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The Attribute of the Strong (Battle for the Solar System, #3)

The Pandoran War is nearing its end... and the Senate's Mistake have all but won. Leaving a galaxy in ruin behind them, they set their sights on Sol and prepare to finish their twelve year Mission. All seems lost. But in the final forty-eight hours, while hunting for the elusive Zackaria, the White Knights make a discovery in the former Mitikas Empire that could herald one last chance at victory.

Click here to learn more and read an extract!

« Back to tutorial listing

— 2D Shoot 'Em Up Tutorial —
Part 3: Moving the player


Note: this tutorial builds upon the ones that came before it. If you aren't familiar with the previous tutorials in this series you should read those first.

In the first tutorial, we learned how to open a window in SDL2. We're now ready to do something a little more interesting: moving the player. Unpack the code and then type make to build. Once compiling is finished type ./shooter03 to run the code.

A 1280 x 720 window will open, coloured a light shade of blue. A spaceship sprite will also be shown, as in the screenshot above. The ship can now be moved using the arrow keys. Up, down, left, and right will move the ship in the respective directions. Close the window by clicking on the window's close button.

Inspecting the code

There have been a number of changes to the code to allow us to move the player about the screen. Let's start with structs.h.

typedef struct {
	SDL_Renderer *renderer;
	SDL_Window *window;
	int up;
	int down;
	int left;
	int right;
} App;

We've added four new integers: up, down, left, and right. These variables will track our movement requests. When we push the arrow keys on the keyboard we'll set the relevant variable value. In order to facilitate this, we need to make a few changes and additions to input.c:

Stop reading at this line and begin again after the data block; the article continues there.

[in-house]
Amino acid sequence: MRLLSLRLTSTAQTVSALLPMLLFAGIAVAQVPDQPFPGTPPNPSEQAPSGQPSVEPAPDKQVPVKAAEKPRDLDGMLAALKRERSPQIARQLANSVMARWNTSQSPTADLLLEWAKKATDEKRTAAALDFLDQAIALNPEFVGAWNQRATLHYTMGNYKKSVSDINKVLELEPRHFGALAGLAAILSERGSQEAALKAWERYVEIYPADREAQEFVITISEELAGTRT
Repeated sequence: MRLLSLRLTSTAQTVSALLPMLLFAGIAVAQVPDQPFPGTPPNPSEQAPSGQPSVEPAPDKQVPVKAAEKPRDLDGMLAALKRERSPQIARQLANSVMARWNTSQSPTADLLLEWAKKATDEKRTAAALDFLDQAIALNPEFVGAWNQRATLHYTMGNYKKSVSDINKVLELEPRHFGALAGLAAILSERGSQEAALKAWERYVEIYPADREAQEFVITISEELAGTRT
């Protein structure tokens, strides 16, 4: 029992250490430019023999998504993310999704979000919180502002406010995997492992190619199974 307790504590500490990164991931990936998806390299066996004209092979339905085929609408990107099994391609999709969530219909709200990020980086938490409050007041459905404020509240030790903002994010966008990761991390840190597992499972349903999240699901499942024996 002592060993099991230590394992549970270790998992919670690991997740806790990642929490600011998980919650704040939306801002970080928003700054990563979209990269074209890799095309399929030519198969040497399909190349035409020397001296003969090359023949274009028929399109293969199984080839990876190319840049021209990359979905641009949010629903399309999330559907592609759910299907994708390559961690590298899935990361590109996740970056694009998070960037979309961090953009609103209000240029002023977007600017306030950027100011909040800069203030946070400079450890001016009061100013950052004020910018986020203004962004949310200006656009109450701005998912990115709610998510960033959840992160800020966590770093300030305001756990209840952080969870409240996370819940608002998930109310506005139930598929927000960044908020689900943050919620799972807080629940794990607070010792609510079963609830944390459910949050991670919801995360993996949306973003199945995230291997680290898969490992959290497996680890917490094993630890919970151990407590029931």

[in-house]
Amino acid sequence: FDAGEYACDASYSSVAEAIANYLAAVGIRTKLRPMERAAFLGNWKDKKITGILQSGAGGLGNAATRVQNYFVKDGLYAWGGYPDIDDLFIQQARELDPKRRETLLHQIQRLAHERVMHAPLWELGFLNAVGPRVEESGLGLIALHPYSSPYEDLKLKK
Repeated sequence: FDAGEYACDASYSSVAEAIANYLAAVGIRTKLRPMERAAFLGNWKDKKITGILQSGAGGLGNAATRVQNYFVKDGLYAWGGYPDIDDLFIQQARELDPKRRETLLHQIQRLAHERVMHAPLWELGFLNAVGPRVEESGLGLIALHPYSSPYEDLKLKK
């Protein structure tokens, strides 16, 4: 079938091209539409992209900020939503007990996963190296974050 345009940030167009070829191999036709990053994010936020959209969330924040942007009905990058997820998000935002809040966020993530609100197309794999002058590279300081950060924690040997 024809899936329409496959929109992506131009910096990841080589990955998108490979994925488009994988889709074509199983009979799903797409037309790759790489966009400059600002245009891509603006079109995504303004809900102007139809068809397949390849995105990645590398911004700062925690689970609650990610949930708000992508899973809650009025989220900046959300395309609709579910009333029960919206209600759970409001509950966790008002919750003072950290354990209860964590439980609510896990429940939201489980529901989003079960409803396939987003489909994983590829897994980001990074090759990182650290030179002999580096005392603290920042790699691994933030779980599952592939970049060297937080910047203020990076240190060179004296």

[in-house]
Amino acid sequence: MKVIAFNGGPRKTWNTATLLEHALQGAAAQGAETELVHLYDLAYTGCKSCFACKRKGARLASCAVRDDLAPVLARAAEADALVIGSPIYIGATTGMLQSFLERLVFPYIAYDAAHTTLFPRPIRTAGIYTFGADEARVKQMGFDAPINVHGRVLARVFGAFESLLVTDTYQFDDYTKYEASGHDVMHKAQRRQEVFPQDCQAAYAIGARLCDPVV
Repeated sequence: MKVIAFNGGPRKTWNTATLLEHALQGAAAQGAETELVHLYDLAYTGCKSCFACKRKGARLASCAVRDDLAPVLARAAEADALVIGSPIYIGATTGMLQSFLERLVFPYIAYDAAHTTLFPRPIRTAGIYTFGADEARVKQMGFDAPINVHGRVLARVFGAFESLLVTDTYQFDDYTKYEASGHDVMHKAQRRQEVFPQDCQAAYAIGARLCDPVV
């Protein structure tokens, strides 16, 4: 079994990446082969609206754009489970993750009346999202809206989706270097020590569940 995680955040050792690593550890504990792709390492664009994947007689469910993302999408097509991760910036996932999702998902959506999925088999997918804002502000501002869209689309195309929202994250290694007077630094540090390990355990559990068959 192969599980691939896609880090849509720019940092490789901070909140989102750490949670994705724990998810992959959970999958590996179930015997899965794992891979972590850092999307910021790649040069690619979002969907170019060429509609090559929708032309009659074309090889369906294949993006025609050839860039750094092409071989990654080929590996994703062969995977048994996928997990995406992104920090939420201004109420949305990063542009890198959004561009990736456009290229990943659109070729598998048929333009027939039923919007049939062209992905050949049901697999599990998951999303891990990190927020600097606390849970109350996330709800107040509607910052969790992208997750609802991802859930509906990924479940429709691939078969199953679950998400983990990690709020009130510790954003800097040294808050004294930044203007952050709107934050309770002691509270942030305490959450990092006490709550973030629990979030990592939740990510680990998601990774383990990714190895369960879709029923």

void doInput(void)
	SDL_Event event;

	while (SDL_PollEvent(&event))
		switch (event.type)
			case SDL_QUIT:

			case SDL_KEYDOWN:

			case SDL_KEYUP:


The first change is that we've now added two additional case statements to handle new SDL event types - one to handle SDL_KEYDOWN and the other to handle SDL_KEYUP. These two event types will occur whenever a key on the keyboard is pushed down and whenever one is released. The doKeyDown or doKeyUp functions will be called whenever this happens, passing the SDL_KeyboardEvent that triggered this along. Let's look at the doKeyDown function.

void doKeyDown(SDL_KeyboardEvent *event)
	if (event->repeat == 0)
		if (event->keysym.scancode == SDL_SCANCODE_UP)
			app.up = 1;

		if (event->keysym.scancode == SDL_SCANCODE_DOWN)
			app.down = 1;

		if (event->keysym.scancode == SDL_SCANCODE_LEFT)
			app.left = 1;

		if (event->keysym.scancode == SDL_SCANCODE_RIGHT)
			app.right = 1;

Glacing at this, we can see that we're testing the scancode of the keyboard event to see which key it was (there are A LOT of scan codes available. A full list can be found here: https://wiki.libsdl.org/SDL_Scancode). Whenever we detect an SDL_SCANCODE_UP scancode, we set the app.up variable to 1. app.down, app.left, and app.right will be set as per the SDL_SCANCODE_DOWN, SDL_SCANCODE_LEFT, and SDL_SCANCODE_RIGHT scancodes. That should be quite easy to understand. One thing we have done is tested to see whether or not the keyboard event that was sent was a result of a keyboard repeat event (event->repeat). In the main, we want to ignore keyboard repeat events; these could queue up and cause some unexpected things to happen, and so we only want to deal with events where the key has been pushed down for the first time. Now let's look at doKeyUp: